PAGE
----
With gas and oil exports coming in as the main source of income for Russia, accounting for 30 to 40% of the Russian budget, Switzerland’s role cannot be overlooked in this war-time equation.  In 2021, Russian state corporations earned around $180 billion (€163 billion) from oil exports alone.

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Again, unfortunately, Switzerland has been handling its commodities trade with kid gloves.

According to DW, raw materials are often traded directly between governments and via commodities exchanges. However, they can also be traded freely, and Swiss companies have specialized in direct sales thanks to an abundance of capital.

In raw materials transactions, Swiss commodity traders have adopted letters of credits or L/Cs as their preferred instruments. A bank will give a loan to a trader and as collateral, receive a document making it the owner of the commodity. As soon as the buyer pays the bank, the document (and ownership of the commodity) is transferred to the trader. The system gives traders more credit lines without their creditworthiness having to be checked, and the bank has the value of the commodity as security.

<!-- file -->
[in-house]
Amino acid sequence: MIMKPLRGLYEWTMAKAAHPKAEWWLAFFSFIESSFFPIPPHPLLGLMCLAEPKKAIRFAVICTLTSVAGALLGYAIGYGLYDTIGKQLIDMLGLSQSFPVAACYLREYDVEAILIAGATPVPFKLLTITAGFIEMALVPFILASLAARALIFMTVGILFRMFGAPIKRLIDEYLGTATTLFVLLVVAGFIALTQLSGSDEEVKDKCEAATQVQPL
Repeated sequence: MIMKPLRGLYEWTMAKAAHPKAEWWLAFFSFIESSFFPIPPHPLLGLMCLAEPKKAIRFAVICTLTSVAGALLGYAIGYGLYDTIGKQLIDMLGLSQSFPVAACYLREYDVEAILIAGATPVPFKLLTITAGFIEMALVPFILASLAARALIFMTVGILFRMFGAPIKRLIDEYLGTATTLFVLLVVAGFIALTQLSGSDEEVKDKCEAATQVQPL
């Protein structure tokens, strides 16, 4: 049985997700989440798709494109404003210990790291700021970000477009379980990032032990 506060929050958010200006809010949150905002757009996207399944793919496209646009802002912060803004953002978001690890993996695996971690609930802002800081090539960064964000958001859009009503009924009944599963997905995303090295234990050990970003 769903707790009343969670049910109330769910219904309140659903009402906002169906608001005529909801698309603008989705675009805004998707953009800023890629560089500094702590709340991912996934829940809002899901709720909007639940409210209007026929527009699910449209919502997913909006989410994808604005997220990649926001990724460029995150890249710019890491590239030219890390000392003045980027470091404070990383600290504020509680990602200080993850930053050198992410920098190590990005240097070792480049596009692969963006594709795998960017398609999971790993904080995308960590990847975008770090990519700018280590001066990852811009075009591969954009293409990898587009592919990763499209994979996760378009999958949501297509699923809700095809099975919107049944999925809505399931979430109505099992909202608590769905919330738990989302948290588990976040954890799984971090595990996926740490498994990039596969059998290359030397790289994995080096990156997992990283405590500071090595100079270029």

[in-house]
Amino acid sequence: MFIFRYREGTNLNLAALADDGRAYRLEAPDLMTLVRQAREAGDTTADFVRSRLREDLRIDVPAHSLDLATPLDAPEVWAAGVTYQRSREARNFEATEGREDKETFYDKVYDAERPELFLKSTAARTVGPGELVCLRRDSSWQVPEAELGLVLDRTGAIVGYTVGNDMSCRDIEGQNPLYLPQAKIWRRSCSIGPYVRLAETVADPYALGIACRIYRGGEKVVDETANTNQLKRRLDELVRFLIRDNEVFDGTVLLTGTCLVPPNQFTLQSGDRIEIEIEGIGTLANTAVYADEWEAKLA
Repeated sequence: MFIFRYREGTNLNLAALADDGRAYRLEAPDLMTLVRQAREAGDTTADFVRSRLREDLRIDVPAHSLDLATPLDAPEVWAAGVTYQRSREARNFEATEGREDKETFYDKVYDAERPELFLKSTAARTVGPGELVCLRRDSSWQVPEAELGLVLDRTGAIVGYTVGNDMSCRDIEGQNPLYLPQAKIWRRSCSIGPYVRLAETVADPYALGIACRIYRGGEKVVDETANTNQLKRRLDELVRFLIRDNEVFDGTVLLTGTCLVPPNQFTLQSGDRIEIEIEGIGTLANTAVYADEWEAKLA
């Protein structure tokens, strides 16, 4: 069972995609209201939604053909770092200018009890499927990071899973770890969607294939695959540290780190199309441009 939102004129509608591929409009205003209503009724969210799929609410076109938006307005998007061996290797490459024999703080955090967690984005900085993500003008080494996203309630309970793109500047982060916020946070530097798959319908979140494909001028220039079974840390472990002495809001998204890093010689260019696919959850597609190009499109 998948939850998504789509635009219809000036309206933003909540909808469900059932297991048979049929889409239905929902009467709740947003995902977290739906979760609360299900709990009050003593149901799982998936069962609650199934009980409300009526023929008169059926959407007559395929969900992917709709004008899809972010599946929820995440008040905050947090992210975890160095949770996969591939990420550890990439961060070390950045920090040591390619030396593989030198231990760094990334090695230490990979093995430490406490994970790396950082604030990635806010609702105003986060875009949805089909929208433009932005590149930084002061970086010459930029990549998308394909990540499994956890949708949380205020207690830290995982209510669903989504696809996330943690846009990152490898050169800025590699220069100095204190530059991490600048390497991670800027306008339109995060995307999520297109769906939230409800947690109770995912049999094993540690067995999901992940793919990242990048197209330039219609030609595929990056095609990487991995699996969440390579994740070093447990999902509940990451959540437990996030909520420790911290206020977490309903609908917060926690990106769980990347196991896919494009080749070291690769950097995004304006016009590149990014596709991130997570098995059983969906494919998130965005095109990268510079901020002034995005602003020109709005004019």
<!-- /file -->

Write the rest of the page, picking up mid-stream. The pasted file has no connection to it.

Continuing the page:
This is a prime example of transit trade, where only the money flows through Switzerland, but actual raw materials usually do not touch Swiss soil. Thus, no details about the magnitude of the transaction land on the desk of the Swiss customs authorities leading to highly imprecise information about the flow volumes of raw materials.

The whole commodities trade is under-recorded and underregulated. You have to dig around to collect data and not all information is available,” Elisabeth Bürgi Bonanomi, a senior lecturer in law and sustainability at Bern University, has told DW.

Obviously, the lack of regulation is very appealing to commodity traders – especially those that deal with raw materials mined in non-democratic countries such as the DRC.

 “Unlike the financial market, where there are rules for tackling money laundering and illegal or illegitimate financial flows, and a financial market supervisory authority, there is currently no such thing for commodity trading,” financial and legal expert at Public Eye David Mühlemann told the German broadcaster ARD.

But don’t expect things to change any time soon.

Calls for a supervisory body for the commodities sector based on the model of the one for the financial market by the likes of Swiss NGO Public Eye and Swiss Green Party proposal have so far failed to bear fruit. Thomas Mattern from the Swiss People’s Party (SVP) has spoken out against such a move, insisting that Switzerland should retain its neutrality, “We do not need even more regulation, and not in the commodities sector either.”